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    Eridge Green
(The home of the Neville Family)

Name Derivation

General Details

Eridge Green is a small village on the Crowborough to Tunbridge Wells road.

It was until this century, the home of the workers from Eridge Park.

The area was settled in the Iron-Age when Saxonbury Camp was built with its defensive ditch , to the south east of the village near Mark Cross .

The village is closely tied with the Neville family who arrived in England with William the Conqueror and settled at Eridge Park . Their decendants the Abergavenny family together with their monogram are found on many of the properties in this village and others in thge area such as Frant and Rotherfield. The same monogram is found in Abergavenny in Wales , showing the influence of this family. ( The monogram is of a large letter A, a bull, a Tudor Rose and a portcullis ) Eridge had a forge which was established before the 1500's but until 1550 it only produced wrought iron implements. The Neville family invested a great deal in this forge, providing mill ponds to give a regular supply of water. After 1550 the forge was producing cannons for the Nevilles . Near the station was another furnace which was known as Hamsell furnace but which went bankrupt in 1708 ending 150 years of service.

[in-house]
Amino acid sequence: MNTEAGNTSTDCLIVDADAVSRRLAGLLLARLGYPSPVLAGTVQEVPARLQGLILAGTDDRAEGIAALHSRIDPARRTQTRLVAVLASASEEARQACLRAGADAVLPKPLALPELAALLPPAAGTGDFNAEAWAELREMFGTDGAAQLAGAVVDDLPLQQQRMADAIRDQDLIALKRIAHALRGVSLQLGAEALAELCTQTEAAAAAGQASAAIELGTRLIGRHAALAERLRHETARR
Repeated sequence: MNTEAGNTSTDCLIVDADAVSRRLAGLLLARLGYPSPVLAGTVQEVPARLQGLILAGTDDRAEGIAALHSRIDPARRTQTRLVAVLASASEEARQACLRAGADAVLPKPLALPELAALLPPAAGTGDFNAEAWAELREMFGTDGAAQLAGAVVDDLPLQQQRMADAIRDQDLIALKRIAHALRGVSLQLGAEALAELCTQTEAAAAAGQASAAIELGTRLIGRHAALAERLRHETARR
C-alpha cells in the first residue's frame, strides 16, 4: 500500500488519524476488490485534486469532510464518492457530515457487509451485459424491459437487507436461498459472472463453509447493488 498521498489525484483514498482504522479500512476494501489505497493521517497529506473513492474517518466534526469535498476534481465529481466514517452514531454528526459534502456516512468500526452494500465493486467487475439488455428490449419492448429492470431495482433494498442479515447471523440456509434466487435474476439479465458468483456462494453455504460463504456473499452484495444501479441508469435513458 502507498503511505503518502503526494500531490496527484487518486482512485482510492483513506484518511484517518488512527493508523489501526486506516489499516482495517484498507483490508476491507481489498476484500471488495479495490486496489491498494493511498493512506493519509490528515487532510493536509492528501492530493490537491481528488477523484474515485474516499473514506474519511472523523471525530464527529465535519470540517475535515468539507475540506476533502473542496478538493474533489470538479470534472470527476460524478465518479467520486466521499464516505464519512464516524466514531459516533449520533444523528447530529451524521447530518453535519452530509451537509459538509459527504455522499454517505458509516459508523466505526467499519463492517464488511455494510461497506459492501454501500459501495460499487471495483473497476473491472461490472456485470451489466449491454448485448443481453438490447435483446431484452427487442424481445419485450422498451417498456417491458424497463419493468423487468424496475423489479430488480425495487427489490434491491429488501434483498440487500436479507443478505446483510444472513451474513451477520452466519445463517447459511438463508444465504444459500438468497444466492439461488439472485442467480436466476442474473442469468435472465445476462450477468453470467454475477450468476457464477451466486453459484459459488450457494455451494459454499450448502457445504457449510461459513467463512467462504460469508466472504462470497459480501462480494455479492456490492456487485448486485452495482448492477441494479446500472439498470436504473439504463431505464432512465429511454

In the 1573 Queen Elizabeth I stayed in the Eridge Park hunting lodge for 6 days on her journey through Kent and Sussex in which she visited many local influencial families.

In 1792 the second Earl of Abergavenny converted the old house into a gothic Castle , which was renamed Eridge Castle , this became the Abergavenny family's primary residence.

During the Napoleonic era, a military camp was to be found nearby towards Groombridge , and in 1793 eighteen soldiers died from smallpox and were buried in Frant churchyard. The present stone buildings all around the area date from the late 1800's when all the wooden buildings were rebuilt to please the eye of the Abergavennys.

The area was affected by the Swing Riots in the autumn of 1830 with the land workers demanding reasonable wages, these were put down forceably by army on 15th November. A number of local workers were imprisoned or transported to the colonies.

In 1838 a folly was built by the Abergavenneys on the top of Saxonbury Hill and is a round tower with arrow slits.

In the mid 1800's the train line from Lewes to London was opened and passed through Eridge Station , which lies about 1 mile to the south of the village in a very pretty valley.

Eridge Castle was demolished just before the Second World War by Lord Abergavenny and a modern house built, when the name reverted to Eridge Park.


Eridge Green has a public house but no other services.

The station was built in the mid 1800's and is at the bottom of the hill on the Crowborough road . It has regular trains running to Uckfield to the south and to London to the north.

The nearest shopping centres are at Crowborough to the south and Royal Tunbridge Wells to the north.


Eridge Green is on the brow of a hill and has many beautiful open views especially towards Crowborough .

Eridge Park is beautiful with many walks throughout the area.

The area near the station is very pretty, especially if you travel towards Groombridge .

If you take the back road which goes next to the church, you come to some very pretty woodland with rocky outcrops.

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